Badger cull vital in bid to curb bovine TB, says Cumbrian NFU man
Last updated at 15:46, Friday, 21 September 2012
A successful badger cull is crucial if the march of bovine TB towards Cumbria is to be stopped.
County farmer and NFU delegate Alistair Mackintosh is a member of a Defra group looking at minimising the risks of the disease.
He said it was important that any cull was part of the attack and that all tools, including badger vaccination, should be used.
“Shooting badgers will not cure bovine TB but in my mind, it’s essential that these pilot culls work,” he said.
“If something is not done, it’s inevitable that bovine TB would continue to travel north to Cumbria.”
The first licence for a pilot cull of badgers has been issued, in a step the Government hopes will pave the way for more widespread culling.
Natural England issued the licence to allow farmers in west Gloucestershire to kill badgers, a protected species, on around 300 farms over the next four years.
As many as 3,000 badgers could be killed during the controversial cull.
Mr Mackintosh added: “It’s important for us that the disease in wildlife is tackled in other parts of the country.
“We’re all in this together, even if the disease isn’t widespread in Cumbria. This is a national problem not just a localised problem for those affected.
“These two pilot areas are mainly concentrating on whether a cull can be done properly. Once these areas are successful, it will roll out to other areas where the disease is prevalent.”
He said he was glad that his farm was home to many healthy badgers. Because of their territorial nature they would keep out stranger badgers, who maybe carrying infection.
There is currently no oral vaccine available for badgers, and no vaccine for cattle.
Around 26,000 cattle were slaughtered in 2011 as part of TB controls, with almost a quarter of farms under movement restrictions last year in the south west, a hotspot for the disease.
First published at 13:49, Friday, 21 September 2012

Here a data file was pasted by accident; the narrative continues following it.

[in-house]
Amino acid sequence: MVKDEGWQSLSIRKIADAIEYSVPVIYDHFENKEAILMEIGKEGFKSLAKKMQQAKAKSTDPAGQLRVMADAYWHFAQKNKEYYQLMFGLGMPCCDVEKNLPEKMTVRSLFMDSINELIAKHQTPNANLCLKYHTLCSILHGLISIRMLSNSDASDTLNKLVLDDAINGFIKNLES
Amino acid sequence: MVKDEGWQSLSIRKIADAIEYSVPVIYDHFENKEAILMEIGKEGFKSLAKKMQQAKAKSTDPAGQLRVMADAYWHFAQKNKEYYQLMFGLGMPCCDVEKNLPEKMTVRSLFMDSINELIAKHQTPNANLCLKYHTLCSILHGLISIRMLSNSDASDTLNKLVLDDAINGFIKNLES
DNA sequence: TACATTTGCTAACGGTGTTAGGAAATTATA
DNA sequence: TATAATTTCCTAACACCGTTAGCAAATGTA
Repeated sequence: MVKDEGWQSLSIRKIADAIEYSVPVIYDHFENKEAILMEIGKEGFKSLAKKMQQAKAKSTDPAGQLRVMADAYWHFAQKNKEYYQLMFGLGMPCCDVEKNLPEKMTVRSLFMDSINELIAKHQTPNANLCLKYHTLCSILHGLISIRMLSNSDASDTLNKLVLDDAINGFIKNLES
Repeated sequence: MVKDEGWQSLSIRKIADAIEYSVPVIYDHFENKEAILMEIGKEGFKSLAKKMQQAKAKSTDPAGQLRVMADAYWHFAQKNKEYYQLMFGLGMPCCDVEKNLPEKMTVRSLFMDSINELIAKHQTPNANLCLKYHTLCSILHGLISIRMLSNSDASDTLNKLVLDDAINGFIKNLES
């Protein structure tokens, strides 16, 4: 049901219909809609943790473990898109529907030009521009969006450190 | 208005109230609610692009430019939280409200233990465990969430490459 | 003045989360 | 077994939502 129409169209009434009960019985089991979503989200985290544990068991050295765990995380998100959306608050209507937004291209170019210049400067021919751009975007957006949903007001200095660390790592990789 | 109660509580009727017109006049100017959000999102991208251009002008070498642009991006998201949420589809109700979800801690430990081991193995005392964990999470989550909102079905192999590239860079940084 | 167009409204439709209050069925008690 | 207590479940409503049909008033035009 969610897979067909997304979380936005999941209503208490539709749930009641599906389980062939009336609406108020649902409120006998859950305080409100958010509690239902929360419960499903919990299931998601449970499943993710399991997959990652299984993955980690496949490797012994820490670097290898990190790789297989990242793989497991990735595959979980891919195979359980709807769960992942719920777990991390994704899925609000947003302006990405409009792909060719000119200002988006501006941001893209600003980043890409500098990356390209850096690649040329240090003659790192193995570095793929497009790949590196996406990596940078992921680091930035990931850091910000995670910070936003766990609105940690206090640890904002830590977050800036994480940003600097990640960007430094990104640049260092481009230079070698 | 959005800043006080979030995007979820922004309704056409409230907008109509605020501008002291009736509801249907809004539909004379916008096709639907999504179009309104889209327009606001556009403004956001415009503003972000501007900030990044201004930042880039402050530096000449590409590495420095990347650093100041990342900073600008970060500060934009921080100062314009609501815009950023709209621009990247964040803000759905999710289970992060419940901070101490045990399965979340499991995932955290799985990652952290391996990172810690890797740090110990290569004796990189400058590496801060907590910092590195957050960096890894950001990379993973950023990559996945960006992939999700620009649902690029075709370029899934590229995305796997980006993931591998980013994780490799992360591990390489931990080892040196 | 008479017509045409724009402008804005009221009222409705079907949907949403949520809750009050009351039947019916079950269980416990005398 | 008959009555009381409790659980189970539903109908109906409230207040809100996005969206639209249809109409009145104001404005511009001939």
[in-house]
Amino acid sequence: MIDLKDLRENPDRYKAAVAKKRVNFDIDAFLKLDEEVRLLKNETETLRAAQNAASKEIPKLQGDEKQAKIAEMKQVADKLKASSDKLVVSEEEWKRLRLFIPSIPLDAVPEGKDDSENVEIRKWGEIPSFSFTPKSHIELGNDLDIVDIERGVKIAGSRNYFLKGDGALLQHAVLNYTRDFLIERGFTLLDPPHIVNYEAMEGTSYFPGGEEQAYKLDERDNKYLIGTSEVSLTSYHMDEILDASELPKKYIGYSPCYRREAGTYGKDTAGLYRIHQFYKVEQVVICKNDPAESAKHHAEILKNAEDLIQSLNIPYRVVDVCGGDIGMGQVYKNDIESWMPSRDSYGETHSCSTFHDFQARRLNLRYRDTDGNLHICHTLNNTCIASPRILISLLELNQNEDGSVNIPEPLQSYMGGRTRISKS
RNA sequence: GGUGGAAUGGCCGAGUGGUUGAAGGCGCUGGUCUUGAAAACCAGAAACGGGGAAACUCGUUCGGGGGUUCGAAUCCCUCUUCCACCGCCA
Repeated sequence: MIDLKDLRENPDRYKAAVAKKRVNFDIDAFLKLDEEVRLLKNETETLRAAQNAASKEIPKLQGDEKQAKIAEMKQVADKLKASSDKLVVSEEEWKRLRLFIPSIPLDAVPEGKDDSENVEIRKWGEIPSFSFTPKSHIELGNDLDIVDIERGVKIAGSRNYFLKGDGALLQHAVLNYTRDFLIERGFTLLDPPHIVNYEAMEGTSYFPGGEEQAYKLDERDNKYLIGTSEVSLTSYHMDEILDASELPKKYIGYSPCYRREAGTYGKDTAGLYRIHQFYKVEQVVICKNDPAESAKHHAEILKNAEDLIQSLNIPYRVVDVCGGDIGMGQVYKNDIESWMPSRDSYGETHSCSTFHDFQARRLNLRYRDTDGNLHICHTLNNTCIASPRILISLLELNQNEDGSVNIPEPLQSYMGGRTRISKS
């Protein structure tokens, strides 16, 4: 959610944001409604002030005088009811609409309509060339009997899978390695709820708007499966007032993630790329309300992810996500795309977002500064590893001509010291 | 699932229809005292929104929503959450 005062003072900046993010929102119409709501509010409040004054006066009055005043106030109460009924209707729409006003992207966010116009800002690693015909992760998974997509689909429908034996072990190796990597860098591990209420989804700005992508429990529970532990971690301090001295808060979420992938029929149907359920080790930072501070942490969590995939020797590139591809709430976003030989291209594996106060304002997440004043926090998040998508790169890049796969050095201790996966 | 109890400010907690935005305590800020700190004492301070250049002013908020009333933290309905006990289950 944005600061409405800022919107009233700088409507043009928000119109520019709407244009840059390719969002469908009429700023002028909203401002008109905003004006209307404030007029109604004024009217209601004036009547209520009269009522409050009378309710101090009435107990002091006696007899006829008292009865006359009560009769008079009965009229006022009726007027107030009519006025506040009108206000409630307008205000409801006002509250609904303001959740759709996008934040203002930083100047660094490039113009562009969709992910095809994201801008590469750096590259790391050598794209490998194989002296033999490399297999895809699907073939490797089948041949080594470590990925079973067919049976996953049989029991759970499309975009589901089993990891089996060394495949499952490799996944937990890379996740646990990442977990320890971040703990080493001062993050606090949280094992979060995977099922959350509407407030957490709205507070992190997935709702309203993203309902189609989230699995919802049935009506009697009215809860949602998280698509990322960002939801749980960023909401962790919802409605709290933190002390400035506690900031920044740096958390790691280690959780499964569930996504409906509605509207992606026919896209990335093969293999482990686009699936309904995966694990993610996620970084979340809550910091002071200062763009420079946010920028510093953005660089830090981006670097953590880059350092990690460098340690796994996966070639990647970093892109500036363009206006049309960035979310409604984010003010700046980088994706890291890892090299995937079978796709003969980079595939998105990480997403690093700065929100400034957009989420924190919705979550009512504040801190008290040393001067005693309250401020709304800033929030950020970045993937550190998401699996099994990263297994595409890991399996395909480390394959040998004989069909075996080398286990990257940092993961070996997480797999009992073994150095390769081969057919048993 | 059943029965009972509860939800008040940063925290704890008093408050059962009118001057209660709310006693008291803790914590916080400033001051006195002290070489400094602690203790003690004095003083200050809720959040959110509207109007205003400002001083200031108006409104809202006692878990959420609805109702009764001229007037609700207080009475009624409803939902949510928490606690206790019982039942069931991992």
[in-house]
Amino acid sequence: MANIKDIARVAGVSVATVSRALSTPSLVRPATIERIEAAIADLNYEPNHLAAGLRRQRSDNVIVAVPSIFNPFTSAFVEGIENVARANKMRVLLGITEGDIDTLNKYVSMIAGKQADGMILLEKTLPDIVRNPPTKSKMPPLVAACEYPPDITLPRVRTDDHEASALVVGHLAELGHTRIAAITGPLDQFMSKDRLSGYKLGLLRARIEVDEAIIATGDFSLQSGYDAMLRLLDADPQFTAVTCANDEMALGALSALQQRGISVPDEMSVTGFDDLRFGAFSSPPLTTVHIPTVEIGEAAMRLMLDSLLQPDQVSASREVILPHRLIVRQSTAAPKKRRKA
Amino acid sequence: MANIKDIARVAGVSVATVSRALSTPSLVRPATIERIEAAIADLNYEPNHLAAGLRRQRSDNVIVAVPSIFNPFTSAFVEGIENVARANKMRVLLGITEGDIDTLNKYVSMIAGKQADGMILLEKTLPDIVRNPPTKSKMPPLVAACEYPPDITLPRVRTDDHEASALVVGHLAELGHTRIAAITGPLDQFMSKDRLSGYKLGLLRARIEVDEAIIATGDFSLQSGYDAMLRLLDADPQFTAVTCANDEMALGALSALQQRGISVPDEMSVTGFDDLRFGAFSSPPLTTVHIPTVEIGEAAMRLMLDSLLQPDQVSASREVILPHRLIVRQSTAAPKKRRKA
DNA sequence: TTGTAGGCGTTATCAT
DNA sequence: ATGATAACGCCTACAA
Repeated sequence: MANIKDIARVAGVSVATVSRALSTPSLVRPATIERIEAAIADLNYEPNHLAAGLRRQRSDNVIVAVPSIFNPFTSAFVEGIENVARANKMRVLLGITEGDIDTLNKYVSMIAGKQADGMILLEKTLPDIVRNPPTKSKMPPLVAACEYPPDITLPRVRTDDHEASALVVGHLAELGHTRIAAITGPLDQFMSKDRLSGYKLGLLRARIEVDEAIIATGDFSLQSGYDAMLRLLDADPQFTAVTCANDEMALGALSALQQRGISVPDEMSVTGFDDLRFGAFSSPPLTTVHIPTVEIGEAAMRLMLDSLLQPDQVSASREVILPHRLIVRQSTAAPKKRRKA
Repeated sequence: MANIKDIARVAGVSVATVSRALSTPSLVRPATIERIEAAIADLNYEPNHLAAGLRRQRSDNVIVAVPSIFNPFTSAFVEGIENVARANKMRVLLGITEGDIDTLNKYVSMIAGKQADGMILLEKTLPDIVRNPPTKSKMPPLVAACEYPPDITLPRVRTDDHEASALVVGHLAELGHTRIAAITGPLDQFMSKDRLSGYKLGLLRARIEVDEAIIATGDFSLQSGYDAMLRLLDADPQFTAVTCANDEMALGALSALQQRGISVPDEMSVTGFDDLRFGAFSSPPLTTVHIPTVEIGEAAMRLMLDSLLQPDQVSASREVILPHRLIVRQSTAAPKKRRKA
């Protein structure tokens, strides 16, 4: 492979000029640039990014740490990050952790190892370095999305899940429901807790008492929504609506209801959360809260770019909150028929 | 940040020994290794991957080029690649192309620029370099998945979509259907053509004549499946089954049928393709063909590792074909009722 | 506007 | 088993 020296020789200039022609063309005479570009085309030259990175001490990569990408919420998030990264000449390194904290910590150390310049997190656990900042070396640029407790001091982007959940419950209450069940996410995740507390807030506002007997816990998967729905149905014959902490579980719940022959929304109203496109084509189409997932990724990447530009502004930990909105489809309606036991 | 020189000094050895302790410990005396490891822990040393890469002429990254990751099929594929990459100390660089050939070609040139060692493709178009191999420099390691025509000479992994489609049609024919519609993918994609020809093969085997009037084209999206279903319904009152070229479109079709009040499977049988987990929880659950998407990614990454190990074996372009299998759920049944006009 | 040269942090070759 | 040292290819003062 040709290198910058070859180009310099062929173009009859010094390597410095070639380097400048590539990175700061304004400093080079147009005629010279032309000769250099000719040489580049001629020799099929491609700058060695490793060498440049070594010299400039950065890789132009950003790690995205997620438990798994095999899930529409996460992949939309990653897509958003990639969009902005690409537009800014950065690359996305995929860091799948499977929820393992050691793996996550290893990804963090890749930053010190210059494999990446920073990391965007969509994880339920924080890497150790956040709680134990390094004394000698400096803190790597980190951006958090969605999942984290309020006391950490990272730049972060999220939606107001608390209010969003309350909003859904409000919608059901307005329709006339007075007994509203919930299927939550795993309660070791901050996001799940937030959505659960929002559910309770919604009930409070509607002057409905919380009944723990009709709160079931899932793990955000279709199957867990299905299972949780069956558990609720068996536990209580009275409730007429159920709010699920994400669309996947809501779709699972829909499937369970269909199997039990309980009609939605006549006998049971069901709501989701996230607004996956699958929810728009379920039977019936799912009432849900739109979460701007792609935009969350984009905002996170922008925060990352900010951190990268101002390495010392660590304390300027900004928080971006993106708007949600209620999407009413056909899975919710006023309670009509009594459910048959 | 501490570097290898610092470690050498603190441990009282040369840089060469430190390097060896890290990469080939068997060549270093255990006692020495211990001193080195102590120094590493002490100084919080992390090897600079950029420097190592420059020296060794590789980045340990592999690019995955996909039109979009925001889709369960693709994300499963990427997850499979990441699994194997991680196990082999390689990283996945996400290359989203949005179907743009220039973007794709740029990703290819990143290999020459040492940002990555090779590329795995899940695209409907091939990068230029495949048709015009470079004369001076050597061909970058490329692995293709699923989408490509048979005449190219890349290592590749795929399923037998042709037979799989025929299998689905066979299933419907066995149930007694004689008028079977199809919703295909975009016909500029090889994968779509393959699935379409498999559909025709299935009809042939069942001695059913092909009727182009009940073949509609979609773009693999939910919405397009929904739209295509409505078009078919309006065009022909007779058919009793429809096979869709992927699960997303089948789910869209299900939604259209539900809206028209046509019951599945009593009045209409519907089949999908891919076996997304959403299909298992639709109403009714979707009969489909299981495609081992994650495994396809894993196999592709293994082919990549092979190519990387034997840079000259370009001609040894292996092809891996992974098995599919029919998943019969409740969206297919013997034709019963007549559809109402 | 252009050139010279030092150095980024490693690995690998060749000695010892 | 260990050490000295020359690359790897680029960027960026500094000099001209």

Published by http://www.cumberlandnews.co.uk
Have your say
My grandfather farmed in the USA having emigrated in the late 1800's. His wife Mary Loton died there and he returned to GB with his young son. Being unable to cope on his own. He settled down and farmed in Derbyshire from where the family farmed for many decades. Through both world wars as I was informed farming was very hard work. I'll repeat what my late aunt Lucy (or her sister Lily/both typical yankee names) once said on his return to farming in Great Britain. He had said at the time, " This country is the best country in the world to farm, being the best for farming methods and the love of animals" I once talked to a retired farmer in a city park as the mention of the then cruelty to animals and he mentioned the railcar boxing by cowboys of cattle, as many as they could then get into a wagon. Without any regard to animal welfare. USA history shows the course that massive extinction did to native species, wiping out mass of herds such as the Buffalo. He added he would have loved animals and the British love for them then. That was a century ago. The USA made laws to stop such cruelty. World News Animal cruelty tales from UK.... Have we forgotten something? My earliest childhood memory of (my dads side) the families last being called Manor farm in Heage, Derbyshire is being told to keep away from a massive Black Bull. Thankfully the lovely beast was over a stone wall. What muscles! I came away at some childhood stage with pet Banty hen......
I felt sick when I head the first time about culling the badgers. Today, in 2012, no culling should be rectified. Badgers can be vaccinated, so can be the cattle. We are not talking about thousands of pounds. It is very cheep. We are priviledge to live in a country with badgers. I dont understand that not every country man/woman shouts out to stop the nonsense. I give with pleasure a pound of my wage for vaccination to protect the badger.
View all 13 comments on this article